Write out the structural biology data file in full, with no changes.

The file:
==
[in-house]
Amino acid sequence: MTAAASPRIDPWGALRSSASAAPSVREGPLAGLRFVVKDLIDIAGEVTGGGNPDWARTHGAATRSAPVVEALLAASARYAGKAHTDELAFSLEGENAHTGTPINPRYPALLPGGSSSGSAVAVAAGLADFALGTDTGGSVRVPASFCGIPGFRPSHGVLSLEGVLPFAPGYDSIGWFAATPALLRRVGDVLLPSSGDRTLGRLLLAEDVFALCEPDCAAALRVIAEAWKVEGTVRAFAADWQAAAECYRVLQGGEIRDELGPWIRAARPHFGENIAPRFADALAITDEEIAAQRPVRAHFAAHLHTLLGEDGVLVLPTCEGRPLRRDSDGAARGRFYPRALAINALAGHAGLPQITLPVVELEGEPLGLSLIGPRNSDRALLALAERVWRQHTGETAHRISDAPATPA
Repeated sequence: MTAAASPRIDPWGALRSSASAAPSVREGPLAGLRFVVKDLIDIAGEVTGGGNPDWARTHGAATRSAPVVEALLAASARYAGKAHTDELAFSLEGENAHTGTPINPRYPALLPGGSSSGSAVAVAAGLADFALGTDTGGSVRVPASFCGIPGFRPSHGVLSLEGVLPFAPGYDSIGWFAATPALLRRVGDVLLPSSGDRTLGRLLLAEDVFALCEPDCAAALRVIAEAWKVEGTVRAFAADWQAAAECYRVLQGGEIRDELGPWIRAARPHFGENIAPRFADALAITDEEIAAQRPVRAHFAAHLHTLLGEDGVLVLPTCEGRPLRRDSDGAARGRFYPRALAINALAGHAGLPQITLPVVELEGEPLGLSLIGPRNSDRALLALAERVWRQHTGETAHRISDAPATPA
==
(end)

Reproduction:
[in-house]
Amino acid sequence: MTAAASPRIDPWGALRSSASAAPSVREGPLAGLRFVVKDLIDIAGEVTGGGNPDWARTHGAATRSAPVVEALLAASARYAGKAHTDELAFSLEGENAHTGTPINPRYPALLPGGSSSGSAVAVAAGLADFALGTDTGGSVRVPASFCGIPGFRPSHGVLSLEGVLPFAPGYDSIGWFAATPALLRRVGDVLLPSSGDRTLGRLLLAEDVFALCEPDCAAALRVIAEAWKVEGTVRAFAADWQAAAECYRVLQGGEIRDELGPWIRAARPHFGENIAPRFADALAITDEEIAAQRPVRAHFAAHLHTLLGEDGVLVLPTCEGRPLRRDSDGAARGRFYPRALAINALAGHAGLPQITLPVVELEGEPLGLSLIGPRNSDRALLALAERVWRQHTGETAHRISDAPATPA
Repeated sequence: MTAAASPRIDPWGALRSSASAAPSVREGPLAGLRFVVKDLIDIAGEVTGGGNPDWARTHGAATRSAPVVEALLAASARYAGKAHTDELAFSLEGENAHTGTPINPRYPALLPGGSSSGSAVAVAAGLADFALGTDTGGSVRVPASFCGIPGFRPSHGVLSLEGVLPFAPGYDSIGWFAATPALLRRVGDVLLPSSGDRTLGRLLLAEDVFALCEPDCAAALRVIAEAWKVEGTVRAFAADWQAAAECYRVLQGGEIRDELGPWIRAARPHFGENIAPRFADALAITDEEIAAQRPVRAHFAAHLHTLLGEDGVLVLPTCEGRPLRRDSDGAARGRFYPRALAINALAGHAGLPQITLPVVELEGEPLGLSLIGPRNSDRALLALAERVWRQHTGETAHRISDAPATPA